A seller can also misstate expenses. Some sellers are involved in other businesses and may have begun charging the facility's expenses to another business in anticipation of the sale. He may have cancelled service contracts or advertising in preparation for the sale. He may have been paying some payroll off the books, or paying some expenses with cash to hide the items. Regular expenses may have been stated as capital expenditures. Does this remind you of recent events in big business?
Protect yourself from misstated expenses with good knowledge of what it will take to run the store. You should be able to get accurate utility and tax costs from the local government and utility offices. Calculate the rest on your own with the knowledge you have of the local storage market. Can you make your investment work using low-, middle- or high-expense calculations? Where does the seller's expense estimate fall into play?
Anticipate Costs and Obstacles
What is the condition of the property? What is going to soon need replacing? What can be spruced up with cleaning and painting? What warrantees have expired or will expire soon? Not anticipating the replacement of 40 roll-up doors could put a big cramp in your first-year income projections. Here again, use your newfound knowledge of storage to estimate the maintenance, repair and replacement costs. Get some help. Contact builders and suppliers of the type of structures you have and learn all you can from them. How does the seller's estimate compare with your figures? You have probably all seen the Tom Hanks movie "The Money Pit." No new owner wants to remake that movie at his storage facility.
Ask yourself what system improvements will you have to make. Will you need new computers, gates or management software? These are expensive to replace and time-consuming to integrate into operations. Also ask what it will take to hire, train and empower a new management team.
What will take satisfy and entice local consumers? How much are you going to have to spend to fill up the store? If the seller has over-inflated the goodwill the store has in the community, you may have a tough job on your hands. He may have been so unpleasant to do business with consumers have a bad association with the store. It may also be once the "under new management " sign goes up, the neighbors will be happy to give you a chance.
Pay particular attention to the location and accessibility of the store. If the location is difficult, you may never be able to overcome it. Every community has some commercial locations that never succeed. The access isn't right, or the visibility is poor. If the facility you are considering is on one of these accursed spots, think carefully about the purchase before you make it.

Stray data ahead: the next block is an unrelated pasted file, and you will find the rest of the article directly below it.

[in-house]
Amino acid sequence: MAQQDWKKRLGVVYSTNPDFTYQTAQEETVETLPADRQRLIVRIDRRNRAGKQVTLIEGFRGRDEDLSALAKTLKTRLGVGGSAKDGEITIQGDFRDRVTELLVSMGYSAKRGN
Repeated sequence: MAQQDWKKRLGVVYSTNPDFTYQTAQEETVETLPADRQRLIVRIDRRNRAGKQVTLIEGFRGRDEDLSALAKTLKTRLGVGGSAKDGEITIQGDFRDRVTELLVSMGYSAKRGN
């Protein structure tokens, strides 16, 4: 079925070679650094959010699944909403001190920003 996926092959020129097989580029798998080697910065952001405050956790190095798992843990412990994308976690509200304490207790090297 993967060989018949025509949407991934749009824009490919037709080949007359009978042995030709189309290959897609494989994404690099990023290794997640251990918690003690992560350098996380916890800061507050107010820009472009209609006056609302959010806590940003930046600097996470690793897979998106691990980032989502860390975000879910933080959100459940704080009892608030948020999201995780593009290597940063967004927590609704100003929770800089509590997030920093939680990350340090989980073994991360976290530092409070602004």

Have you learned all there is to know about land-use policy in the area? The seller may brag there is room for 800 more units on the lot behind building No. 2, but if the city has banned all new storage construction, it is of no value to you. What are the municipality's long-range plans and how will they affect you? If the state plans to build a new interstate exit by your property in 10 years, is that going to be good? Maybe or maybe not, but you need to know about it.
What weather considerations are there? The old-timers used to say you should buy wet and sell dry. There is a lot of truth to that. Does building No. 1 take on 2 inches of water every time it sprinkles? Do tornadoes strike this side of town twice every spring? Any information like this is valuable.
You may want professional help to make a good buying decision. There are many people in the industry who offer services to buyers. If you read through this publication, you will find people who have developed, bought and sold many properties, as well as consultants who can help every step of the way. It is well worth the money to have someone knowledgeable assist with the evaluation and examination of a self-storage property. A professional can do three things:
1. Stop you from making a bad purchase. This could save you hundreds of thousands of dollars in grief.
2. Help you negotiate a better price and terms. This could make a deal work for you.
3. Assure you that you are making a good purchase. Sometimes a good purchase may not be totally obvious to the inexperienced.
Don't let the "sucker" sign on your forehead get you into trouble. Learn everything you can about the local conditions effecting the store that interests you. Get professional help. Run the numbers again and again until you are satisfied you have covered the most likely scenarios. If you make a good purchase, you can successfully open your store and start making money.
Tron Jordheim is the director of the PhoneSmart Call Center, which serves the self-storage industry as a rollover off-site sales force. He has started several successful businesses from scratch and assisted with acquisitions as general manager of the Mid-Missouri Culligan Bottled Water franchise. For more information, call 866.639.1715; e-mail email@example.com.